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Astronomers hope to watch this bizarre 'hot Jupiter' get destroyed

Scientists have spied a gas giant planet orbiting so close to its star it might be consumed in the next decade.

An artist's impression of a "hot Jupiter" orbiting close to a star
University of Warwick/Mark Garlick

Astronomers have been watching a planet that whips around its star so closely and so quickly that they wonder if it could be spiraling toward its imminent destruction. 

The exoplanet NGTS-10b is what's called a "hot Jupiter," a gas giant that orbits very close-in to its star. This particular inferno of a world is about 1,000 light-years away and makes one trip around its sun in less than 18 hours. That means a year there is shorter than a day here on Earth. 

This is the shortest orbital period ever seen for a hot Jupiter, thanks to the fact that it circles at a distance only twice the diameter of the star. For some perspective, that would be like orbiting 27 times closer to our sun than Mercury. 

A paper detailing the odd world was published Thursday in Monthly Notices of the Royal Astronomical Society.

"Although in theory hot Jupiters with short orbital periods (less than 24 hours) are the easiest to detect due to their large size and frequent transits, they have proven to be extremely rare," says author James McCormac, from the University of Warwick in the UK, in a release. "Of the hundreds of hot Jupiters currently known there are only seven that have an orbital period of less than one day."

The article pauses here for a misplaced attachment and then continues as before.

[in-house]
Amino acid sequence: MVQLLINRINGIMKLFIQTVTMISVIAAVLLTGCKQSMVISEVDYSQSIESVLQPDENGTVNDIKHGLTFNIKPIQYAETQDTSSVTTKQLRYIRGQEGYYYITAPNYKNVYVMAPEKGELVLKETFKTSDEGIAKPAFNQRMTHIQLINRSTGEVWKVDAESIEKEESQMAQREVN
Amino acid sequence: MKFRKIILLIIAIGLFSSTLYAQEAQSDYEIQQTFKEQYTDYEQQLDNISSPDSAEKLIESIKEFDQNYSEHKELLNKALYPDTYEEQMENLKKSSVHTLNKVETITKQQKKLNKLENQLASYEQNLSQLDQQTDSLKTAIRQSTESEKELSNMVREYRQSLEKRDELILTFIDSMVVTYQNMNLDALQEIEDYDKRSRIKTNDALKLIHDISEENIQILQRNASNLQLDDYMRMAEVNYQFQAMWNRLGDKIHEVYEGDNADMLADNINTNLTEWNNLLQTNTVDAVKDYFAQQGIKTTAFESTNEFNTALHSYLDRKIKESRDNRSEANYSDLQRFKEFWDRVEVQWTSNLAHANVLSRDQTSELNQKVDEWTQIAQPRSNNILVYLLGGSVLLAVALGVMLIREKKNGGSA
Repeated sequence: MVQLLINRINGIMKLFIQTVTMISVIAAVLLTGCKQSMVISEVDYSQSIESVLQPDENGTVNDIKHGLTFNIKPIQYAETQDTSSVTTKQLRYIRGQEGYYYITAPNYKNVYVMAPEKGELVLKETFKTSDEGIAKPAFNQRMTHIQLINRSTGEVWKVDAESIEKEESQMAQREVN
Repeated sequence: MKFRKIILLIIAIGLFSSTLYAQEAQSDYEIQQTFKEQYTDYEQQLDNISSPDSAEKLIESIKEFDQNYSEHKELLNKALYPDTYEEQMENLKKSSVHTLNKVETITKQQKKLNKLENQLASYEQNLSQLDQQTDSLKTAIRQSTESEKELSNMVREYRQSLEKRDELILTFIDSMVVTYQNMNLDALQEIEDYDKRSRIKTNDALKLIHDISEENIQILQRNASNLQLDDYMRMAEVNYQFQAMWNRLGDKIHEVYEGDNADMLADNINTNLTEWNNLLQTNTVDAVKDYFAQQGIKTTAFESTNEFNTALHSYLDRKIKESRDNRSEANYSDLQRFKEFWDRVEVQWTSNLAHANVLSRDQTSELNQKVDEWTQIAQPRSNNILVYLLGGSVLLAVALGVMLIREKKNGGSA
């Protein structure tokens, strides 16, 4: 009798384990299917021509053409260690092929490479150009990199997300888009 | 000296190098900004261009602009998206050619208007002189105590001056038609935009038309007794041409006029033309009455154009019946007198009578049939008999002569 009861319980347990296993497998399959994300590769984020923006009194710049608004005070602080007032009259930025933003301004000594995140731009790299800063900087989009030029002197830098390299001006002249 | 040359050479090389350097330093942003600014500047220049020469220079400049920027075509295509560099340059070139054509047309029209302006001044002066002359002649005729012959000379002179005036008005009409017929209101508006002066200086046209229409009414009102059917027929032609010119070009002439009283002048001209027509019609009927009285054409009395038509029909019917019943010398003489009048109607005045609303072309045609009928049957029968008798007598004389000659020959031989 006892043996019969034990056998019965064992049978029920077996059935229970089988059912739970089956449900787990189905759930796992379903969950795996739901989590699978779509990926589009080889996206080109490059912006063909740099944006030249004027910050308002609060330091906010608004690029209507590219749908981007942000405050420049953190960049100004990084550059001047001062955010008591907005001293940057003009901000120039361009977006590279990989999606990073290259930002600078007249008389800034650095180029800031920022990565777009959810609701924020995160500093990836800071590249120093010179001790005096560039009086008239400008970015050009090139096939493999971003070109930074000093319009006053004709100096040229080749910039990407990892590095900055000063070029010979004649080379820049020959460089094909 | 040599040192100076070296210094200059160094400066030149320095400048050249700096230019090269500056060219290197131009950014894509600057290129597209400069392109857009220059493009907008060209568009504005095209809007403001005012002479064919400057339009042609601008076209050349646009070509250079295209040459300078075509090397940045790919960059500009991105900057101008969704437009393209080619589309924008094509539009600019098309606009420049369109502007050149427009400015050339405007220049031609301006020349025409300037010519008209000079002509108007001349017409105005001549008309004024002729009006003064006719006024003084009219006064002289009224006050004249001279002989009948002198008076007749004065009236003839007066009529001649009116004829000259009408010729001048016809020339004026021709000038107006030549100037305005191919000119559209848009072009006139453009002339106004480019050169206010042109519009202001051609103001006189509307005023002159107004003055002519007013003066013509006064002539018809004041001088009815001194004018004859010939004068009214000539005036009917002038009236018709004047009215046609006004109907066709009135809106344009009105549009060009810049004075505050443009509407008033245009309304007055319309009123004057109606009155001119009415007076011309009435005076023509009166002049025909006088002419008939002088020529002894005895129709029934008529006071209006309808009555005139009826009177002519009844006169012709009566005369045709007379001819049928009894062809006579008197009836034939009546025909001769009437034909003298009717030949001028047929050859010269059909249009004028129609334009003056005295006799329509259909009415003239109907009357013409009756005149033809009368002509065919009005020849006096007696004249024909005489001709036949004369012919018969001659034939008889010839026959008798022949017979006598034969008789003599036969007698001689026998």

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The planet orbits so close that it could be near the point where forces from the star will eventually tear it apart.

 "It's thought that these ultra-short (orbital period) planets migrate in from the outer reaches of their solar systems and are eventually consumed or disrupted by the star," says co-author David Brown.

That reckoning could be coming in the next decade if the planet's orbit appears to shrink as it spirals into its ultimate doom.

"Either we are seeing it in the last stages of its life, or somehow it's able to live here longer than it should," adds co-author Daniel Bayliss.

Astronomers hope to get a closer look at NGTS-10b and its atmosphere with the upcoming James Webb Space Telescope, that is, if the exoplanet is still around.